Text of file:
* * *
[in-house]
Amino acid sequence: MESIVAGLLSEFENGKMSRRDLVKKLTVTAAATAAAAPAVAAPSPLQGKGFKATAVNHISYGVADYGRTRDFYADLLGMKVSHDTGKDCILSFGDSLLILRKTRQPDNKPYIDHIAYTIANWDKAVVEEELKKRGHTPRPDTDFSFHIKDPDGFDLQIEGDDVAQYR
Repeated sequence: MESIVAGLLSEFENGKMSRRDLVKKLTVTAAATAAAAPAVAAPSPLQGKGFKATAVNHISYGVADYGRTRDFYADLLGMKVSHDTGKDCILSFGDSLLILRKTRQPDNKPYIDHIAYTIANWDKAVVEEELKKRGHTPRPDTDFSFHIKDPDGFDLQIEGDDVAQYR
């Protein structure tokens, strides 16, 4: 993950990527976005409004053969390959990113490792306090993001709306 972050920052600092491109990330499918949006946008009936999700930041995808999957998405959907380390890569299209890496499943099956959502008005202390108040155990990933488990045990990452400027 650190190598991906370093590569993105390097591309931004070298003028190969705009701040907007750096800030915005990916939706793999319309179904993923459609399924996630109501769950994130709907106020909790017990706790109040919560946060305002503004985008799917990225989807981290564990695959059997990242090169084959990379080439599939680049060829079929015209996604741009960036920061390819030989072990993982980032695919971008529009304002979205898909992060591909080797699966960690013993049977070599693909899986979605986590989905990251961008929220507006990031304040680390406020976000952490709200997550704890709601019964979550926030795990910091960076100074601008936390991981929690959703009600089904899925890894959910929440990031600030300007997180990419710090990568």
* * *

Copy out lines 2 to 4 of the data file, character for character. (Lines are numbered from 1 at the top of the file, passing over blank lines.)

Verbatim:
Amino acid sequence: MESIVAGLLSEFENGKMSRRDLVKKLTVTAAATAAAAPAVAAPSPLQGKGFKATAVNHISYGVADYGRTRDFYADLLGMKVSHDTGKDCILSFGDSLLILRKTRQPDNKPYIDHIAYTIANWDKAVVEEELKKRGHTPRPDTDFSFHIKDPDGFDLQIEGDDVAQYR
Repeated sequence: MESIVAGLLSEFENGKMSRRDLVKKLTVTAAATAAAAPAVAAPSPLQGKGFKATAVNHISYGVADYGRTRDFYADLLGMKVSHDTGKDCILSFGDSLLILRKTRQPDNKPYIDHIAYTIANWDKAVVEEELKKRGHTPRPDTDFSFHIKDPDGFDLQIEGDDVAQYR
């Protein structure tokens, strides 16, 4: 993950990527976005409004053969390959990113490792306090993001709306 972050920052600092491109990330499918949006946008009936999700930041995808999957998405959907380390890569299209890496499943099956959502008005202390108040155990990933488990045990990452400027 650190190598991906370093590569993105390097591309931004070298003028190969705009701040907007750096800030915005990916939706793999319309179904993923459609399924996630109501769950994130709907106020909790017990706790109040919560946060305002503004985008799917990225989807981290564990695959059997990242090169084959990379080439599939680049060829079929015209996604741009960036920061390819030989072990993982980032695919971008529009304002979205898909992060591909080797699966960690013993049977070599693909899986979605986590989905990251961008929220507006990031304040680390406020976000952490709200997550704890709601019964979550926030795990910091960076100074601008936390991981929690959703009600089904899925890894959910929440990031600030300007997180990419710090990568």